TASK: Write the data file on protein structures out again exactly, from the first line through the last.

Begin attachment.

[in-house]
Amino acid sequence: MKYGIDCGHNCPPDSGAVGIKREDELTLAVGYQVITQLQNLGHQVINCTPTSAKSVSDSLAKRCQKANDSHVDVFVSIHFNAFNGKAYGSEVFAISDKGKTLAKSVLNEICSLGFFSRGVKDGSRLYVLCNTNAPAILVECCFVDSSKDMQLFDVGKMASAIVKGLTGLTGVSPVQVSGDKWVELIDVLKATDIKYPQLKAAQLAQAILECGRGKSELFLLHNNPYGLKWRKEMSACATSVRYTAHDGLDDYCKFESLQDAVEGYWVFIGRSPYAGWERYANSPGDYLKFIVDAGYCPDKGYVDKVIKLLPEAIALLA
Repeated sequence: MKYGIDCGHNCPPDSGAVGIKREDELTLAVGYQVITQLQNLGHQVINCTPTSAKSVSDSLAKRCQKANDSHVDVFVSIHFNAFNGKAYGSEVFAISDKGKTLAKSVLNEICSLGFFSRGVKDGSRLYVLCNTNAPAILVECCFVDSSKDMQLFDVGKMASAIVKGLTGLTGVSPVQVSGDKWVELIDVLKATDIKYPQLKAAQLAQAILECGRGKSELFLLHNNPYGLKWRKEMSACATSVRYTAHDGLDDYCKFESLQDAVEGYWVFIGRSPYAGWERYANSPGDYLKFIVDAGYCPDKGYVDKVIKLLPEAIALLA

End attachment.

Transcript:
[in-house]
Amino acid sequence: MKYGIDCGHNCPPDSGAVGIKREDELTLAVGYQVITQLQNLGHQVINCTPTSAKSVSDSLAKRCQKANDSHVDVFVSIHFNAFNGKAYGSEVFAISDKGKTLAKSVLNEICSLGFFSRGVKDGSRLYVLCNTNAPAILVECCFVDSSKDMQLFDVGKMASAIVKGLTGLTGVSPVQVSGDKWVELIDVLKATDIKYPQLKAAQLAQAILECGRGKSELFLLHNNPYGLKWRKEMSACATSVRYTAHDGLDDYCKFESLQDAVEGYWVFIGRSPYAGWERYANSPGDYLKFIVDAGYCPDKGYVDKVIKLLPEAIALLA
Repeated sequence: MKYGIDCGHNCPPDSGAVGIKREDELTLAVGYQVITQLQNLGHQVINCTPTSAKSVSDSLAKRCQKANDSHVDVFVSIHFNAFNGKAYGSEVFAISDKGKTLAKSVLNEICSLGFFSRGVKDGSRLYVLCNTNAPAILVECCFVDSSKDMQLFDVGKMASAIVKGLTGLTGVSPVQVSGDKWVELIDVLKATDIKYPQLKAAQLAQAILECGRGKSELFLLHNNPYGLKWRKEMSACATSVRYTAHDGLDDYCKFESLQDAVEGYWVFIGRSPYAGWERYANSPGDYLKFIVDAGYCPDKGYVDKVIKLLPEAIALLA